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13 ^{t}^{h} International Multidisciplinary Scientific GeoConference SGEM 2013
supporting tower may need to be analyzed in postelastic state, and for special cases, a threedimensional analysis may be required to take into account torsional effect on the supporting structure. The many different geometric shapes of both vessel and tower dictate different techniques and methods of analysis for each application, and finally, soiltower interaction could under specific conditions have a significant effect on seismic response of the tower. Satisfactory performance of tanks during strong ground shaking is crucial for modern facilities. Tanks that were inadequately designed or detailed have suffered extensive damage during past earthquakes [2 – 8]. Knowledge of pressures and forces acting on the walls and bottom of containers during an earthquake and frequency properties of containers is important for good analysis and design of earthquake resistant structures/facilities – tanks.
SEISMIC DESIGN OF LIQUID STORAGE TANKS
Seismic design of liquid storage tanks has been adopted in [4, 8, 10]. When a tank containing liquid vibrates, the liquid exerts impulsive and convective hydrodynamic pressure on the tank wall and the tank base, in addition to the hydrostatic pressure. The dynamic analysis of a liquid – filled tank may be carried out using the concept of generalized single – degree – of freedom (SDOF) systems representing the impulsive and convective modes of vibration of the tank – liquid system. For practical applications, only the first convective mode of vibration needs to be considered in the analysis (Fig. 1). The impulsive mass of liquid mi is rigidly attached to tank wall at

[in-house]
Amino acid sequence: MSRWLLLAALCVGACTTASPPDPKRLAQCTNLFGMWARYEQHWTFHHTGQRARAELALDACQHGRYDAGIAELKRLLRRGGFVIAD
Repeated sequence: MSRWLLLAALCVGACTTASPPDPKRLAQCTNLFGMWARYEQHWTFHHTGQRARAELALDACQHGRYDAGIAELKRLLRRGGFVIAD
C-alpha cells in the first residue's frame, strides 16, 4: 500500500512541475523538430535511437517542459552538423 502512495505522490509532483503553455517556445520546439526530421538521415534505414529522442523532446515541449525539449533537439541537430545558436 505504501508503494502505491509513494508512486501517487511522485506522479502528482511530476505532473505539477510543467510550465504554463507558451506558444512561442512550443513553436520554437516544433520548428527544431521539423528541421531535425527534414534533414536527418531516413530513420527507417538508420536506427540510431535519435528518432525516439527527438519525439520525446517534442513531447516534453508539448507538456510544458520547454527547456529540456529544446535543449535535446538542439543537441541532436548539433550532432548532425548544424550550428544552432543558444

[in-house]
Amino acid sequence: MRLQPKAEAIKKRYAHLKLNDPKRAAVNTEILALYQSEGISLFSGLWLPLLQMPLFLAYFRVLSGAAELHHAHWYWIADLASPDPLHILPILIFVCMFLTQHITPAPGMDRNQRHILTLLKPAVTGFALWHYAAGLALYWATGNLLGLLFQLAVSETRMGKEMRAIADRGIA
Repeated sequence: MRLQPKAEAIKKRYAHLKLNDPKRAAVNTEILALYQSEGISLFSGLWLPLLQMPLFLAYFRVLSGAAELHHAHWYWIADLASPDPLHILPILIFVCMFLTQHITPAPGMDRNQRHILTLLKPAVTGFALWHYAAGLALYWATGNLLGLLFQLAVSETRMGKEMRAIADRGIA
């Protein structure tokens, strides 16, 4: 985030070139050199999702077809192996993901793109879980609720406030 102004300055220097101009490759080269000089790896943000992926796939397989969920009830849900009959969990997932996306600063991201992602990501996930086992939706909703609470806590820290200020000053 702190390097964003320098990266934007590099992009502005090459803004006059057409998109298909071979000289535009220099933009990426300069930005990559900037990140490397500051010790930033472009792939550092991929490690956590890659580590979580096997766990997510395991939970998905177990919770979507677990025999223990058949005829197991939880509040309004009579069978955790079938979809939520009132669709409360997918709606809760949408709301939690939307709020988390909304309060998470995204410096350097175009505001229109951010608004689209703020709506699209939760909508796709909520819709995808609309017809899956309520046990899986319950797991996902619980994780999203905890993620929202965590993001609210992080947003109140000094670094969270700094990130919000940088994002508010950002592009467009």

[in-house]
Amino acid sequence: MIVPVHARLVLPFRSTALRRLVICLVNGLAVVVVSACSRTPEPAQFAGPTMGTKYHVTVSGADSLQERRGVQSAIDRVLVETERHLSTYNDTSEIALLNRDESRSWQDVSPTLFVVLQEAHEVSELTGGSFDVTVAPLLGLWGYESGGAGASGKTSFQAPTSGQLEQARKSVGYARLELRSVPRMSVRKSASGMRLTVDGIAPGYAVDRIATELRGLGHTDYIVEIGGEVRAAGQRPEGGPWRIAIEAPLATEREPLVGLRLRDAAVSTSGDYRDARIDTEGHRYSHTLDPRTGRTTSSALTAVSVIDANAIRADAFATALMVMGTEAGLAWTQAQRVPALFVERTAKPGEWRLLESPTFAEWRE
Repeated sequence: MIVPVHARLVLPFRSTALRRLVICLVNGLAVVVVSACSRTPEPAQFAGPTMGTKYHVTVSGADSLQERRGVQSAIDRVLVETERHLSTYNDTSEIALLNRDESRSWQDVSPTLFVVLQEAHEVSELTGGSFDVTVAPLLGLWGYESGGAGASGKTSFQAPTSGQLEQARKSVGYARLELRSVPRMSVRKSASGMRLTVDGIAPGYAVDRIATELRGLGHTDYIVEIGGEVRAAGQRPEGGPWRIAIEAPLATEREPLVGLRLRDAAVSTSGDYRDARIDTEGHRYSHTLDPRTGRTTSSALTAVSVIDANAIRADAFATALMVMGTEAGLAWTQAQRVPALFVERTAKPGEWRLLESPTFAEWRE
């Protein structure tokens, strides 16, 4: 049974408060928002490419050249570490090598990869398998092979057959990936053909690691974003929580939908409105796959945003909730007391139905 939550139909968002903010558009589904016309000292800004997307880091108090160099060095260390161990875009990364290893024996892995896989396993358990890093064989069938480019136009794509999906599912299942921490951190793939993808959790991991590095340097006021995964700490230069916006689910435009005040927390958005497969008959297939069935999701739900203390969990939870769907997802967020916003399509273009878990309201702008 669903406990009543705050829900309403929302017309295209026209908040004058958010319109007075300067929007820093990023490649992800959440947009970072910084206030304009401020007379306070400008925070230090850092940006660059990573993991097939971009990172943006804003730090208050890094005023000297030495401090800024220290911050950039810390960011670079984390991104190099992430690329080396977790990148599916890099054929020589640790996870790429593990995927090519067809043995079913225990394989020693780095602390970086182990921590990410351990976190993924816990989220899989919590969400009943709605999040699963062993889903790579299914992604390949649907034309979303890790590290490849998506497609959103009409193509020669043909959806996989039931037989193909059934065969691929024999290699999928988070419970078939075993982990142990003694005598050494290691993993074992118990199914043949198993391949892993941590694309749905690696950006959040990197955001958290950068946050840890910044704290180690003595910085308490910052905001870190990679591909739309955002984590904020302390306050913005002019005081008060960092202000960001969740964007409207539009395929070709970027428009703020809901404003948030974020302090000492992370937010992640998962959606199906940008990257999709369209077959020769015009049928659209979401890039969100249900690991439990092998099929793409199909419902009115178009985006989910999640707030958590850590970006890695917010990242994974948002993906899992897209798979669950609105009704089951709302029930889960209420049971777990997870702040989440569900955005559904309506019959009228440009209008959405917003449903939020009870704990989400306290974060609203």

'
height (or ). Similarly convective mass mc is attached to the tank wall at height
h
i
h
i
h
c
'
(or ) by a spring of stiffness k
h
c
_{c} . The mass, height and natural period of each SDOF
system are obtained by the methods described in [4, 8, 10]. For a horizontal earthquake ground motion, the response of various SDOF systems may be calculated independently and then combined to give the net base shear and overturning moment. The most tanks have slimness of tank γ, whereby 0,3 < γ < 3. Tank’s slimness is given by relation γ = H/R, where H is the height of filling of fluid in the tank and R the tank radius [6 
10].
= 



z
x